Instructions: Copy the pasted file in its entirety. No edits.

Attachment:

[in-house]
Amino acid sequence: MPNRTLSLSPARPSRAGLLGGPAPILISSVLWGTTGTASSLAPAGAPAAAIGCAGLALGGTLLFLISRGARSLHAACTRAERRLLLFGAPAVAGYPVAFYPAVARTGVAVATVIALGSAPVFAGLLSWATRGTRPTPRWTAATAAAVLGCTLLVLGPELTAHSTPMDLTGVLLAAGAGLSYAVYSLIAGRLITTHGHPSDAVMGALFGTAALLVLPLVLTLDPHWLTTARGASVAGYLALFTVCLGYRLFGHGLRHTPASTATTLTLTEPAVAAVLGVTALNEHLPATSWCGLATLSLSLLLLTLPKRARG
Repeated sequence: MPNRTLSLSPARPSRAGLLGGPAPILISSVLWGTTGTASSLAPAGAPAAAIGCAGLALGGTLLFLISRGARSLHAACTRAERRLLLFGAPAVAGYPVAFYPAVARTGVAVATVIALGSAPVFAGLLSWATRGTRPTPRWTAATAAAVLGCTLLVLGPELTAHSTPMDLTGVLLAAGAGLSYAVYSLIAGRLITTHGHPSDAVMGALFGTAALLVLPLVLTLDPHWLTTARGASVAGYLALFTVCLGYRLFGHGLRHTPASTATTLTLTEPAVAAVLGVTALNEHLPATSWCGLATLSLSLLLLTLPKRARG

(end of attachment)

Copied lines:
[in-house]
Amino acid sequence: MPNRTLSLSPARPSRAGLLGGPAPILISSVLWGTTGTASSLAPAGAPAAAIGCAGLALGGTLLFLISRGARSLHAACTRAERRLLLFGAPAVAGYPVAFYPAVARTGVAVATVIALGSAPVFAGLLSWATRGTRPTPRWTAATAAAVLGCTLLVLGPELTAHSTPMDLTGVLLAAGAGLSYAVYSLIAGRLITTHGHPSDAVMGALFGTAALLVLPLVLTLDPHWLTTARGASVAGYLALFTVCLGYRLFGHGLRHTPASTATTLTLTEPAVAAVLGVTALNEHLPATSWCGLATLSLSLLLLTLPKRARG
Repeated sequence: MPNRTLSLSPARPSRAGLLGGPAPILISSVLWGTTGTASSLAPAGAPAAAIGCAGLALGGTLLFLISRGARSLHAACTRAERRLLLFGAPAVAGYPVAFYPAVARTGVAVATVIALGSAPVFAGLLSWATRGTRPTPRWTAATAAAVLGCTLLVLGPELTAHSTPMDLTGVLLAAGAGLSYAVYSLIAGRLITTHGHPSDAVMGALFGTAALLVLPLVLTLDPHWLTTARGASVAGYLALFTVCLGYRLFGHGLRHTPASTATTLTLTEPAVAAVLGVTALNEHLPATSWCGLATLSLSLLLLTLPKRARG